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Enhancing Liver Health: What Helps and What Hurts?

By HERWriter
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Enhance Liver Health: What Helps and What Hurts? abhijith3747/Fotolia

Your liver, when it's working well, eliminates toxins. It breaks down fat from the food you eat, using a liquid called bile. Sugar in the form of glucose is stored in the liver to increase your energy at a moment's notice.

Alcohol should be kept to a minimum to avoid cirrhosis or scarring. WebMD recommends that women drink no more than one alcoholic beverage in a day.

Acetaminophen and cholesterol medications can cause liver damage when taken in excess. Some medications when combined with alcohol can cause problems for your liver. Your doctor or pharmacist can inform you on these.

If you have liver disease, some dietary changes may help your liver.

Proteins may not be processed efficiently which means that waste products could remain in the body and may even affect the brain.

Other dietary changes might include taking some supplements recommended by your doctor such as some vitamins and medications to counteract low blood count, problems with nerves and with absorbing nourishment.

Salt might be decreased. Carbohydrate consumption might be increased. Fat may need to be eaten moderately. The proper ratio of protein, starches and fats may be beneficial to a liver that isn't functioning efficiently.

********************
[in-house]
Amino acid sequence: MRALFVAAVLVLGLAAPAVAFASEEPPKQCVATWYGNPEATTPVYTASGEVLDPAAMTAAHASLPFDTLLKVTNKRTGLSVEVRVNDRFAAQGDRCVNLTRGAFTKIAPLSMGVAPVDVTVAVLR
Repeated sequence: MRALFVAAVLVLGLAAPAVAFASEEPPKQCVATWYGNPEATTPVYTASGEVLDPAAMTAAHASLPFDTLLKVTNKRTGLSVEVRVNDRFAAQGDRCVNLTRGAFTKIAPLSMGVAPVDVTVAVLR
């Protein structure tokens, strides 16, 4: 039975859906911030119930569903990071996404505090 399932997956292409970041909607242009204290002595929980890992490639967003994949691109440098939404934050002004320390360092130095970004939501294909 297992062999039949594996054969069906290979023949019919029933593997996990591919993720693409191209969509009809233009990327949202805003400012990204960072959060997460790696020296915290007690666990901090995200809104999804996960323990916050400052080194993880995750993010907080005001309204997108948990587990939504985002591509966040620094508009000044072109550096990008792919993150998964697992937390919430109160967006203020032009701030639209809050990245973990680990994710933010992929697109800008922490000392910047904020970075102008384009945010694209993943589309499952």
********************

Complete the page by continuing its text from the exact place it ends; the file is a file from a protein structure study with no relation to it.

Medline Plus recommends taking in one gram of protein per kilogram of body weight. A person who weighs 150 pounds would eat about 70 grams of protein daily. Your doctor can help you sort this out.

A person with hepatitis for instance, may benefit their liver by paying more attention to what they eat.

"There's no special diet for hepatitis," Keri Gans, RD, registered dietitian and spokesperson for the American Dietetic Association, was quoted as saying by Everydayhealth.com. "A person with hepatitis just needs to follow a healthy, well-balanced diet."

She recommended including lots of fruit and vegetables, whole grains, lean protein and healthy fats. Drink lots of fluids, choosing water over caffeinated drinks. Try to drink 1 ounce of liquid for every 2 pounds of body weight each day. For instance, if you weigh 180 pounds, drink 90 ounces of water a day.

An unhealthy diet can contribute to liver damage.

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We value and respect our HERWriters' experiences, but everyone is different. Many of our writers are speaking from personal experience, and what's worked for them may not work for you. Their articles are not a substitute for medical advice, although we hope you can gain knowledge from their insight.

Liver Disease

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